VeilsCultural Memory in the PresentHelene Cixous & Jacques Derrida
Something of a historical event, this book combines loosely “autobiographical” texts by two of the most influential French intellectuals of our time. “Savoir,” by Hélène Cixous, is a brief but densely layered account of her experience of recovered sight after a lifetime of severe myopia, an experience that ends with the unexpected turn of grieving for what is lost. Her literary inventiveness mines the coincidence in French between the two verbs savoir (to know) and voir (to see). Jacques Derrida’s “A Silkworm of One’s Own” complexly muses on a host of autobiographical, philosophical, and religious motifs—including his varied responses to “Savoir.” The two texts are accompanied by six beautiful and evocative drawings that play on the theme of drapery over portions of the body.
Veils suspends sexual difference between two homonyms: la voile (sail) and le voile (veil). A whole history of sexual difference is enveloped, sometimes dissimulated here—in the folds of sails and veils and in the turns, journeys, and returns of their metaphors and metonymies.
However foreign to each other they may appear, however autonomous they may be, the two texts participate in a common genre: autobiography, confession, memoirs. The future also enters in: by opening to each other, the two discourses confide what is about to happen, the imminence of an event lacking any common measure with them or with anything else, an operation that restores sight and plunges into mourning the knowledge of the previous night, a “verdict” whose threatening secret remains out of reach by our knowledge.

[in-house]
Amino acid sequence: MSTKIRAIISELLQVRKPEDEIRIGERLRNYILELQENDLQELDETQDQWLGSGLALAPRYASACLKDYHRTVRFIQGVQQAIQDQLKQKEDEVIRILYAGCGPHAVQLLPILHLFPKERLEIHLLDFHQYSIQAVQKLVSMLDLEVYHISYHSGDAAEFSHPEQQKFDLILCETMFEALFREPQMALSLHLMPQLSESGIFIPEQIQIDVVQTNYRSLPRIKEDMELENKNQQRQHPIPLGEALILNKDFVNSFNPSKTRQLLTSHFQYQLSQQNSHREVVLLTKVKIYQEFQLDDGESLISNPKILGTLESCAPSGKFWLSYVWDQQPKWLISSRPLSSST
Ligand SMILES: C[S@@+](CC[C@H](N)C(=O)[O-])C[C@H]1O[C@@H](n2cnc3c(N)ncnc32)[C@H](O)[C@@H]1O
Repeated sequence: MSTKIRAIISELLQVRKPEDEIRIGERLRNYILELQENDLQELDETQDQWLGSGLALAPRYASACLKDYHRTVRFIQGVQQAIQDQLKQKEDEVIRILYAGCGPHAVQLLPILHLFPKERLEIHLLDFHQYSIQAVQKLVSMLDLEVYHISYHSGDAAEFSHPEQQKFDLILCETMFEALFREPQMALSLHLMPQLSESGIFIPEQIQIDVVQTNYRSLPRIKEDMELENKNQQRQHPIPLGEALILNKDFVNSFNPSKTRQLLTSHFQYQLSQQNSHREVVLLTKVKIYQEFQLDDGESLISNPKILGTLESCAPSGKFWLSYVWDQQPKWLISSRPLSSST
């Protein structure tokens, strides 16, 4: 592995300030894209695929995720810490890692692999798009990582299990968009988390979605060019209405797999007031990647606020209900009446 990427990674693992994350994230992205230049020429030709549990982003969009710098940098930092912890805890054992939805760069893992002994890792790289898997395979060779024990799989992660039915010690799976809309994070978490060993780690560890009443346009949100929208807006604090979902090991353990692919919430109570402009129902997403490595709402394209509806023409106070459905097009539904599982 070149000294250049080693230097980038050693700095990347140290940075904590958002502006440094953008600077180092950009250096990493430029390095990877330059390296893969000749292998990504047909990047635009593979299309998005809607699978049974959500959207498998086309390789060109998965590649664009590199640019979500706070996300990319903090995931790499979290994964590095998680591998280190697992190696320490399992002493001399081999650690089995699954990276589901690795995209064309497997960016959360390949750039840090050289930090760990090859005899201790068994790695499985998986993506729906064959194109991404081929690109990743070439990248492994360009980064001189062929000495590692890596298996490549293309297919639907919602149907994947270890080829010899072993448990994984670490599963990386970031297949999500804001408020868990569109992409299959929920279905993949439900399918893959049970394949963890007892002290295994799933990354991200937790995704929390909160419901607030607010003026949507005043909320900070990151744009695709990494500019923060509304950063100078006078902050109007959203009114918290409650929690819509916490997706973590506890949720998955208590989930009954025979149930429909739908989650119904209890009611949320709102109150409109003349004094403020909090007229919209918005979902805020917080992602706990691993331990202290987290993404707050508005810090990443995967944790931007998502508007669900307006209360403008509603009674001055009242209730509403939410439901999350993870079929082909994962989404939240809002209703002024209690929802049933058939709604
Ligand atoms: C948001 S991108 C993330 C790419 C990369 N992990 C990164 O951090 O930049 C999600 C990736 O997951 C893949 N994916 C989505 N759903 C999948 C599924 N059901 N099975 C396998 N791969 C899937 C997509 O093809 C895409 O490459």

Translated by Geoffrey Bennington
Artwork by Ernest Pignon-Ernest
“This book is a significant event in contemporary French letters. Although Cixous and Derrida have often signaled publicly their solidarity with each other, this book conjoins their writing at an altogether new level of intensity. It is a stunningly original and moving work.”—Peggy Kamuf, University of Southern California
“…a pleasure to read, showcasing the creative friendship of two of the world’s most influential writers and thinkers.”—Philosophy in Review
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